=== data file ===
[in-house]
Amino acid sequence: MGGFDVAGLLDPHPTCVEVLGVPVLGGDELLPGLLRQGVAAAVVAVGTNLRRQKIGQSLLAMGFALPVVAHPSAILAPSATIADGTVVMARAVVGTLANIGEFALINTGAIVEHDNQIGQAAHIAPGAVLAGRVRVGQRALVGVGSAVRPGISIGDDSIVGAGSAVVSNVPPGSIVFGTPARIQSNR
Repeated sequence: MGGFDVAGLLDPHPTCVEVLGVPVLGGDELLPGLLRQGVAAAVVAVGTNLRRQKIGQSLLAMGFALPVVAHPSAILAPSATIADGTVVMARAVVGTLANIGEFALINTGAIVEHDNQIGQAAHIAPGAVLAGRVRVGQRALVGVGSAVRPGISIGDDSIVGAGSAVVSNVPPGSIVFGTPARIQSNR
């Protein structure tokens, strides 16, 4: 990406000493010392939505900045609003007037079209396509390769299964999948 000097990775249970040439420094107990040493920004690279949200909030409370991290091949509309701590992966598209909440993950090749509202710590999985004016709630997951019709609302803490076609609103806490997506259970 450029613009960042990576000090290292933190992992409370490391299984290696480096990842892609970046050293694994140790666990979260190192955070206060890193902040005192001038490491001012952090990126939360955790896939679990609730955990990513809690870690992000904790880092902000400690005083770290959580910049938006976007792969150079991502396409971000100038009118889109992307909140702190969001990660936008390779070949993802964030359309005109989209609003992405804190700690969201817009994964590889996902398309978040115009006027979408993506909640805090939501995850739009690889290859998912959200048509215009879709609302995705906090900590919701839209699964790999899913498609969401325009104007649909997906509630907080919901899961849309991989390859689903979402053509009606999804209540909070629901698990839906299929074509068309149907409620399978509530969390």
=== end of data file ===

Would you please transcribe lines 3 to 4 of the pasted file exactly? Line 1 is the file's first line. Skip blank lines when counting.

Repeated sequence: MGGFDVAGLLDPHPTCVEVLGVPVLGGDELLPGLLRQGVAAAVVAVGTNLRRQKIGQSLLAMGFALPVVAHPSAILAPSATIADGTVVMARAVVGTLANIGEFALINTGAIVEHDNQIGQAAHIAPGAVLAGRVRVGQRALVGVGSAVRPGISIGDDSIVGAGSAVVSNVPPGSIVFGTPARIQSNR
């Protein structure tokens, strides 16, 4: 990406000493010392939505900045609003007037079209396509390769299964999948 000097990775249970040439420094107990040493920004690279949200909030409370991290091949509309701590992966598209909440993950090749509202710590999985004016709630997951019709609302803490076609609103806490997506259970 450029613009960042990576000090290292933190992992409370490391299984290696480096990842892609970046050293694994140790666990979260190192955070206060890193902040005192001038490491001012952090990126939360955790896939679990609730955990990513809690870690992000904790880092902000400690005083770290959580910049938006976007792969150079991502396409971000100038009118889109992307909140702190969001990660936008390779070949993802964030359309005109989209609003992405804190700690969201817009994964590889996902398309978040115009006027979408993506909640805090939501995850739009690889290859998912959200048509215009879709609302995705906090900590919701839209699964790999899913498609969401325009104007649909997906509630907080919901899961849309991989390859689903979402053509009606999804209540909070629901698990839906299929074509068309149907409620399978509530969390």